How do we put the ‘likeability’ issue in its place?
Making it the most important metric for judging a woman candidate is pure sexism
How does a powerful woman politician get to be likeable? Don’t bother answering. It’s a trick question.
But I’ll give you a short answer anyway: fuggedaboudit.
Any time the public focus lands on female politicians and their “likeability” the result is eine kleine shitstorm, as German chancellor Angela Merkel, one of the most admired and arguably still the most powerful female leader in the world might well put it.
Take a recent example, when a politico. com story posed the following loaded question about newly announced 2020 Democratic presidential nomination contender Massachusetts senator Elizabeth Warren: “How does Warren avoid a Clinton redux — written off as too unlikeable before her campaign gets off the ground?”
Oh man, that’s so … predictable. The story itself was more nuanced but that line, which quickly made its way toward a social media thrashing of its underlying assumptions, rankled many women.
Reactions included Democratic strategist and feminist commentator Jess Mcintosh tweeting: “Don’t fall into the sexist trap of treating women running for president like they’re running for prom queen.” She summed it up with “lose likeability as a metric.”
How anyone could possibly waste time wondering about any female candidate’s “likeabilty” when arguably the most detestable and unfit president in history occupies the White House is beyond comprehension. Yet when it comes to politics, we’re never going to get rid of the likeability question. We just need to put it in its place.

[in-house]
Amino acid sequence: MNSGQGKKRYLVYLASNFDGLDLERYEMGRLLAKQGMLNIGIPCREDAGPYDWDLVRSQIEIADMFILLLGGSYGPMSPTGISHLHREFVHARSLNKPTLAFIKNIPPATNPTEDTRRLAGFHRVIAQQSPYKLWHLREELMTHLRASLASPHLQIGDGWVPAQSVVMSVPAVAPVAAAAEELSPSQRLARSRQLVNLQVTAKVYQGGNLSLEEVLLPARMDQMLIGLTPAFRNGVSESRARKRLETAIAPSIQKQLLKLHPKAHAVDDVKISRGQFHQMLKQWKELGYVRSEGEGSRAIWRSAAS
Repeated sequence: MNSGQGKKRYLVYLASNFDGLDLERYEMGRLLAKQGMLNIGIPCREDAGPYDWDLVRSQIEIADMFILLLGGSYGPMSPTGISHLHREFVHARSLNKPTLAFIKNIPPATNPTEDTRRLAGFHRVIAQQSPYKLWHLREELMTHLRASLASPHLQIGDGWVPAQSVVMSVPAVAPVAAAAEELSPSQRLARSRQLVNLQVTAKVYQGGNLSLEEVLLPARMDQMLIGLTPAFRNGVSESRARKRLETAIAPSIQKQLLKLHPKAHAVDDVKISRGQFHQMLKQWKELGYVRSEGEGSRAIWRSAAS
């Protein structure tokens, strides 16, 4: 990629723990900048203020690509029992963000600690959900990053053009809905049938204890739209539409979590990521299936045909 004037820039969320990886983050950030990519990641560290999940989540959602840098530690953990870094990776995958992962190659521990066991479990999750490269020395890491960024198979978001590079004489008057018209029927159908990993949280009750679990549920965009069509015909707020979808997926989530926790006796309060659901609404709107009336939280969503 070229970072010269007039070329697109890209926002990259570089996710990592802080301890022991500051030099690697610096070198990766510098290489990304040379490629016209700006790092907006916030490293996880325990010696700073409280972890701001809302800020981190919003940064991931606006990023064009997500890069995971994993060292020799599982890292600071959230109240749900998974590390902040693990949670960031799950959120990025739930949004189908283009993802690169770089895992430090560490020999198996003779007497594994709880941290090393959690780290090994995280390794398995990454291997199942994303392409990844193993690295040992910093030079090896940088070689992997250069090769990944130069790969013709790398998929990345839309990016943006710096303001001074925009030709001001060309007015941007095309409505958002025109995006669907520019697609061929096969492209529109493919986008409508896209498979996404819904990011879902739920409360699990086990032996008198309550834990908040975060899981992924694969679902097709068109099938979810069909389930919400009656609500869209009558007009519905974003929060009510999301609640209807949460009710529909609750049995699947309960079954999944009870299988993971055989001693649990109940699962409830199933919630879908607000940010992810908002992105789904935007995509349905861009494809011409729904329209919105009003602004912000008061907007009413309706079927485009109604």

The truth is there is nothing inherently sexist in discussing whether you like a certain political leader, male or female. Ask me how much I liked former Prime Minister Stephen Harper. He once joked even his friends didn’t much like him.
But there is everything sexist in making it the most important metric about a woman candidate, especially because there’s evidence to sug- gest the more power a woman seeks or achieves, the less likeable she becomes.
Ask Hillary Clinton, who won the presidential popular vote by a huge margin in 2016, but never got away from that central misogynistic question: “Yes, but why don’t people like you?”
Sen. Elizabeth Warren, D-mass., greets attendees during an organizing event in Des Moines, Iowa, on Saturday, Jan. 5, 2019. She is stumping in Iowa as part of her run for president. MUST CREDIT: Bloomberg photo by Daniel Acker.